Vancouver company using pheromones, cellphones, algorithms to protect orchards, vineyards
Michael Gilbert knows which way the wind is blowing.
Gilbert’s company, SemiosBIO, is using wireless communication to change the way the world grows fruit and nuts. If they’re successful – and early indications are very positive – Canada could show the world how to build a ‘smart’ farm that automates pest control methods which haven’t changed a lot since Sumerians dusted with crops with sulphur in Mesopotamia around 4500 BC.
The company is combining chemistry, computer software and wireless networks to disrupt breeding of common agricultural pests such as codling moths – the bugs that cause worms to grow in apples.
The technology falls into the category of machine-to-machine or M2M as its known in the wireless industry, because it involves machines communicating autonomously to each other — and taking actions based on the information exchanged. BC Hydro’s smart meters fall into the same category, as will other smart devices installed in household appliances, automobiles, even factories, as the technology becomes more widely adopted.
SemiosBIO is using pheromones, a well-established alternative to pesticides, to confuse insects during their breeding stage. Then it’s adding solar-powered communications, thermometers, barometers, wind vanes and a cloud-based computing network that turns each orchard and vineyard on its system into a full-time remote weather and insect monitoring station.
Over time the company will amass a trove of information that should strip away any lingering mysteries about the behaviour of the bugs they’re trying to deter — and make SemiosBIO the curator of a proprietary and marketable databank.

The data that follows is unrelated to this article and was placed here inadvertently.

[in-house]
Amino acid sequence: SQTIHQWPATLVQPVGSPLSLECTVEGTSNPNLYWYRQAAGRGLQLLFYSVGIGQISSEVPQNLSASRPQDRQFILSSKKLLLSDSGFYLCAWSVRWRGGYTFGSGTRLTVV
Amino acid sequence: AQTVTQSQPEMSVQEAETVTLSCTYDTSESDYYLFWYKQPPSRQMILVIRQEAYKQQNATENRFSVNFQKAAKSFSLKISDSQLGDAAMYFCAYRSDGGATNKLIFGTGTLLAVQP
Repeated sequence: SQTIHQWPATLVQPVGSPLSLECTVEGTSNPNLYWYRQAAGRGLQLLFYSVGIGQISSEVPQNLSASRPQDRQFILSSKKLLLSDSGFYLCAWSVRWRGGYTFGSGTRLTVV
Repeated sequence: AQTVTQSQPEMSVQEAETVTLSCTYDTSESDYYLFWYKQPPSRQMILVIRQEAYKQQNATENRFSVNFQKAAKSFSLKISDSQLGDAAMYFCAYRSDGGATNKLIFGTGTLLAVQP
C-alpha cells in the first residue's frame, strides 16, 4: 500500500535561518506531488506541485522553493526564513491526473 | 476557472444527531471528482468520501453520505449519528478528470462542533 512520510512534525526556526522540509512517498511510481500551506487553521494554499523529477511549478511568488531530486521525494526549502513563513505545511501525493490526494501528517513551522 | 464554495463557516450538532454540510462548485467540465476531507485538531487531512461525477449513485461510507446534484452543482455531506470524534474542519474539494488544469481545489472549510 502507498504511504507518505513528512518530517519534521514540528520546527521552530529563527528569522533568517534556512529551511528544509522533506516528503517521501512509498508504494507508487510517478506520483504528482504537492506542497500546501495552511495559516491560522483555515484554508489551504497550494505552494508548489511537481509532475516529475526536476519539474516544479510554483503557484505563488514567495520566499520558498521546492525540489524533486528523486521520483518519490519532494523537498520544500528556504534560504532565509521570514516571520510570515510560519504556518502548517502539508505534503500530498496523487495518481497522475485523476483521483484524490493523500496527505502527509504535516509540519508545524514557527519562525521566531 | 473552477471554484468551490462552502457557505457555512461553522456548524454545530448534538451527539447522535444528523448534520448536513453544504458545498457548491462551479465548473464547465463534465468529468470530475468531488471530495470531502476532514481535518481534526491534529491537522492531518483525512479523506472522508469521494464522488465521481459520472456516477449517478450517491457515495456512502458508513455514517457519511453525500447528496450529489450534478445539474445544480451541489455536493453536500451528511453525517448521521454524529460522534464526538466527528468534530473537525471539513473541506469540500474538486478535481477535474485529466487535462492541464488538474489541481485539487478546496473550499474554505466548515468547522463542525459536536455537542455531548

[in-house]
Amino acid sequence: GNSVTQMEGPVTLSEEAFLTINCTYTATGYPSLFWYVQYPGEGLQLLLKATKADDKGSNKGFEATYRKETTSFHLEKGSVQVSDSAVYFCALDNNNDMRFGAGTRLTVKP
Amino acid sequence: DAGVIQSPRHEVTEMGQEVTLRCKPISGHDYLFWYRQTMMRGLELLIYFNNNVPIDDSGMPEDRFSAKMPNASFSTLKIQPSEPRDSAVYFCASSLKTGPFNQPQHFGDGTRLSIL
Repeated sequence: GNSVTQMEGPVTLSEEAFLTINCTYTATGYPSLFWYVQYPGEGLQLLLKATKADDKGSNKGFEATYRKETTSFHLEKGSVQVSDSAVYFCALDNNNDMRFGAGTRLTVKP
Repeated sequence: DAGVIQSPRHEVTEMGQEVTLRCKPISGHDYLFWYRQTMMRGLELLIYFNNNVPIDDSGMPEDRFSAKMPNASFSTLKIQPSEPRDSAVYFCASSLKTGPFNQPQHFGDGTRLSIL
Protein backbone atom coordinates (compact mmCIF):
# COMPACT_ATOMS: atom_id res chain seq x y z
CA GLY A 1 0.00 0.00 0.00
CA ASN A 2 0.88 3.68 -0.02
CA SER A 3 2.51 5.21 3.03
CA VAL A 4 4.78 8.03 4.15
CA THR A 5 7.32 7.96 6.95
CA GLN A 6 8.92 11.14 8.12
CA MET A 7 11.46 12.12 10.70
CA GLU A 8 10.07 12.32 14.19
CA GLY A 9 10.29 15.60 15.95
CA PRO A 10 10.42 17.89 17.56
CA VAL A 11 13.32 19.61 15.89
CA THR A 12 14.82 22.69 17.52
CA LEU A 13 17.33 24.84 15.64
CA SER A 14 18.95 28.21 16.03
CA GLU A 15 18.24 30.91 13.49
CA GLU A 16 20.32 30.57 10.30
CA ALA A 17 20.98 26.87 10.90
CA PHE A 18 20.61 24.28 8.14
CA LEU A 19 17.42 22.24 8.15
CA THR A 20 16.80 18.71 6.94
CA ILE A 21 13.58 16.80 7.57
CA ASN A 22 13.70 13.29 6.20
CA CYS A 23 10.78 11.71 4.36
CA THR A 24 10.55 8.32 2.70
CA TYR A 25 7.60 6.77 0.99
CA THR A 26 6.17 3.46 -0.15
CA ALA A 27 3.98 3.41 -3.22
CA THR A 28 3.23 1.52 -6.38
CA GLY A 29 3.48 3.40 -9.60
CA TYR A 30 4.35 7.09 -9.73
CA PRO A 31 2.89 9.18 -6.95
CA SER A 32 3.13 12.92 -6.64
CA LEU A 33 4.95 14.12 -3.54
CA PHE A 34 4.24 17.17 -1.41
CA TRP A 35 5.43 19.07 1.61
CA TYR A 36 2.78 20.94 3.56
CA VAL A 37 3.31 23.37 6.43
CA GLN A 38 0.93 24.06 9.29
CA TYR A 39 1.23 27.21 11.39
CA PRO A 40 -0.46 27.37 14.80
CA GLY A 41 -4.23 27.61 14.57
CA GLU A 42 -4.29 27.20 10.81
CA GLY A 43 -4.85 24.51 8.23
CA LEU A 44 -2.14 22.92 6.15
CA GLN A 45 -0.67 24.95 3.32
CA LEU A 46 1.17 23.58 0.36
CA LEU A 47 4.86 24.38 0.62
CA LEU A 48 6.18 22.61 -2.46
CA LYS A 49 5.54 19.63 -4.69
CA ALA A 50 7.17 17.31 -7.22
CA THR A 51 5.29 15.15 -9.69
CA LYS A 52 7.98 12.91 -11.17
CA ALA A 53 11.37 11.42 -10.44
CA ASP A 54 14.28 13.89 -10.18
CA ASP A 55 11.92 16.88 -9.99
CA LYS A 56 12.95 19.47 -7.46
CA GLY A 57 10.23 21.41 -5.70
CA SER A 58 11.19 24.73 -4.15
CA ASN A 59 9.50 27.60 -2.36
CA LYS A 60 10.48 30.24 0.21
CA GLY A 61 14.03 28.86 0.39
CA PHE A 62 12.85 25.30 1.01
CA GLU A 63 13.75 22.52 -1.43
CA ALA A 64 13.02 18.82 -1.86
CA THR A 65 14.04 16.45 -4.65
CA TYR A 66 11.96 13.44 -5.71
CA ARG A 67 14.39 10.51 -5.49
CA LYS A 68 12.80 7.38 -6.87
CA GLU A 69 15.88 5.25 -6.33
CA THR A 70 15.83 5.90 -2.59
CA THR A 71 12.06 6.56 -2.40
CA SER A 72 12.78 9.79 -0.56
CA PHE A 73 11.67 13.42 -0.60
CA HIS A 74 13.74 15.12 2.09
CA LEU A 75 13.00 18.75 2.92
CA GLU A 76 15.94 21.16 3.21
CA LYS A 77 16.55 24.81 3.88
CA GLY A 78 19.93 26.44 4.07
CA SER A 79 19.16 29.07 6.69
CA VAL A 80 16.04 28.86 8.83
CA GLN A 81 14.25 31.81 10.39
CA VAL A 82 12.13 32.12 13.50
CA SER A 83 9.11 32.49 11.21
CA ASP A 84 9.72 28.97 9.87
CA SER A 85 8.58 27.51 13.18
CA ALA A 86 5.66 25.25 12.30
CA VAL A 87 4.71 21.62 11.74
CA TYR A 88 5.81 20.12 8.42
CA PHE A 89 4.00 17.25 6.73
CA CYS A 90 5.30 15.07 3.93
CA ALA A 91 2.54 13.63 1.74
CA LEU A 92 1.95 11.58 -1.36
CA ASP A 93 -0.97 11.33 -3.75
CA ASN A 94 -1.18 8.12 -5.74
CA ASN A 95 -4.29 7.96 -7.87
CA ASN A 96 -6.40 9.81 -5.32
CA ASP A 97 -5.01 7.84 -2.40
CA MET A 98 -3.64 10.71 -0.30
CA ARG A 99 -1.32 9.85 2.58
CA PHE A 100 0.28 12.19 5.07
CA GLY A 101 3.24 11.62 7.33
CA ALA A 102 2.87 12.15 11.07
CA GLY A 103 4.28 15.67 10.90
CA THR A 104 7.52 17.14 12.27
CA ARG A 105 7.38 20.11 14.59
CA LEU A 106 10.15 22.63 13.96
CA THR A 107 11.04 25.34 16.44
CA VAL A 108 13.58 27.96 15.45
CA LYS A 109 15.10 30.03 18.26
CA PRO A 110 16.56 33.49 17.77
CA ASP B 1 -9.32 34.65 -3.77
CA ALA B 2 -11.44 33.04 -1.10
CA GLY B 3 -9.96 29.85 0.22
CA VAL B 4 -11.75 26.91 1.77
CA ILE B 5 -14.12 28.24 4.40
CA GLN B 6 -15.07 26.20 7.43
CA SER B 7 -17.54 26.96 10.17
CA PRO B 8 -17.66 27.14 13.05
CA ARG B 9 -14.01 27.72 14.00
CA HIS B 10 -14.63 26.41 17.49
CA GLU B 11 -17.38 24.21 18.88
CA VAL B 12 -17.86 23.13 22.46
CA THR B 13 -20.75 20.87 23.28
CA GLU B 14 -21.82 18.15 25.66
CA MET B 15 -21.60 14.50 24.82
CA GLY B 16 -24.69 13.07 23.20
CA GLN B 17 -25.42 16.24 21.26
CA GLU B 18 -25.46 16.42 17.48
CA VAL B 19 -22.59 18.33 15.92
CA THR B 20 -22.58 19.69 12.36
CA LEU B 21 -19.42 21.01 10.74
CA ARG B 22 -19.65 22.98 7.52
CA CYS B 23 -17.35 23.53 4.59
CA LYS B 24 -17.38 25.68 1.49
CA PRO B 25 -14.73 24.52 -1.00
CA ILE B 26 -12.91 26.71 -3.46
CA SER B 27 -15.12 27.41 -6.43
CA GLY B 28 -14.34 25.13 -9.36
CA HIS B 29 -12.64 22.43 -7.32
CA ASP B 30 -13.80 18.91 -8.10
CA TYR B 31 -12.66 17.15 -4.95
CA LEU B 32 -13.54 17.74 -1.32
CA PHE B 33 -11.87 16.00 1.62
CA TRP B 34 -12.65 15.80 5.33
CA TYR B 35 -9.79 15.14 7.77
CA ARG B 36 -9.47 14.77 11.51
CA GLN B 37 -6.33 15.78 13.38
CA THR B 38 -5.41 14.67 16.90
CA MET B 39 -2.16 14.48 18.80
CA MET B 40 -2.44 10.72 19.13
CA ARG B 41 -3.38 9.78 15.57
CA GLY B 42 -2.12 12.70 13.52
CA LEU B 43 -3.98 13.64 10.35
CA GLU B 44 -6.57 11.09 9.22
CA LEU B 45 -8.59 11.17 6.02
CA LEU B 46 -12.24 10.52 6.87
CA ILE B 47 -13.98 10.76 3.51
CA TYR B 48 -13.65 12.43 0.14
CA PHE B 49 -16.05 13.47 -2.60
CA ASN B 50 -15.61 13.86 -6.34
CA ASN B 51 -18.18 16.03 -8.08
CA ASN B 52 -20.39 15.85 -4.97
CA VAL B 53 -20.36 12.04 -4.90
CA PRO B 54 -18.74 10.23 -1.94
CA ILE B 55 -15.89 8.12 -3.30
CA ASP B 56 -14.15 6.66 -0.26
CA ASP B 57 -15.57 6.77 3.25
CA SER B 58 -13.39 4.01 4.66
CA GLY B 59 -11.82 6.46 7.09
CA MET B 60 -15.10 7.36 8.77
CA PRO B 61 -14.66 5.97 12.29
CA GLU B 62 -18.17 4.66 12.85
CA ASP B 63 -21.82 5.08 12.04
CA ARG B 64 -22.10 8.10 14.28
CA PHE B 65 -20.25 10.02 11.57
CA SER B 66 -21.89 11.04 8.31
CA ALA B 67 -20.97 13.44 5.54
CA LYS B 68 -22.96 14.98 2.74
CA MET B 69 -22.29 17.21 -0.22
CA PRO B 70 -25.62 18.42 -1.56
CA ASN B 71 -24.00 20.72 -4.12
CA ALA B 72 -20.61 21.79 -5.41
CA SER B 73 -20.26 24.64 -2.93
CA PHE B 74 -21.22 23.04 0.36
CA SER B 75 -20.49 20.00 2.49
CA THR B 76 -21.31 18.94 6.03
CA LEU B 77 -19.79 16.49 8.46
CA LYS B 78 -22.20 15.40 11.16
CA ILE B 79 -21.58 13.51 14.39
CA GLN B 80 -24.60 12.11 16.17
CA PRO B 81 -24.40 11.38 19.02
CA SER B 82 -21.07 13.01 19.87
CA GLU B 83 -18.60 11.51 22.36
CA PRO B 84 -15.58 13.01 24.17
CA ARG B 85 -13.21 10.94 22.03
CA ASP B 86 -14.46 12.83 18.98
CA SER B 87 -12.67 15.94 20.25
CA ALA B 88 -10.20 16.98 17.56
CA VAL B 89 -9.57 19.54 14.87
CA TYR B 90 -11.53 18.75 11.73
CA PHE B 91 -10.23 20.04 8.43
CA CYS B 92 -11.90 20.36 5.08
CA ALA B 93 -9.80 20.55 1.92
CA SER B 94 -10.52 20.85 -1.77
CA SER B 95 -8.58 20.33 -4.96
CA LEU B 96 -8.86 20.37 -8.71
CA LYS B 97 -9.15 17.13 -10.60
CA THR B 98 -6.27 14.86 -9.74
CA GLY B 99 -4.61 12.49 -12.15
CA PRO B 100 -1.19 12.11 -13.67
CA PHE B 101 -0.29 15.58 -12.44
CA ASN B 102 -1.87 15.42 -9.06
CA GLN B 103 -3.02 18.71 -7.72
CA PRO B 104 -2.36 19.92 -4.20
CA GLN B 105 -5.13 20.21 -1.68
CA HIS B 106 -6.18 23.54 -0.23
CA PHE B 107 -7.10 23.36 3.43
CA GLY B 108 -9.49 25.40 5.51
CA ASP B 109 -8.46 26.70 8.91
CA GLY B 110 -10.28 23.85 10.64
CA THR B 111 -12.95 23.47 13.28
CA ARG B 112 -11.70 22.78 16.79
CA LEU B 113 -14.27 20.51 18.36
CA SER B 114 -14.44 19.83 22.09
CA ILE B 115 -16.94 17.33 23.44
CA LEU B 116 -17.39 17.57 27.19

They start out with the commonplace sticky traps that gauge insect populations in an orchard. Convention requires farmers to inspect the traps every few days in order to see when codling moth breeding season might be peaking. On that basis, they spray pesticide. If they don’t look at the right time, they could miss the peak. Often, farmers overspray pesticide just to ensure their crops are safe.
To improve the process and reduce dependence on pesticide, SemiosBIO mounts a tiny camera on the roof of each trap, then sets it to transmit every 10 minutes an image of what’s stuck on the floor. It’s like a closed-circuit security camera network, except it’s designed to detect bugs rather than burglars.
At present, SemiosBIO has entomologists on staff who count the insect levels in traps by examining the photos on a computer screen in the company’s office in Discovery Park on Great Northern Way in East Vancouver. In the near future the bug count will be handled by a computer program that will recognize the signs of a breeding-related population surge.
Once a surge is detected, either by a human observer or an algorithm that reads images, an order is transmitted back to the orchard where a shoebox-sized container holding a canister of pheromone is wired in. The canister emits a puff, the male moths catch wind of it and confuses it with the scent of a female moth who’s prepared to mate. The males don’t find her, the eggs she lays on the surface of an apple don’t become fertilized, and the apple is safe from a burrowing grub that never fails to invoke a reaction of disgust from someone who bites into its adopted home.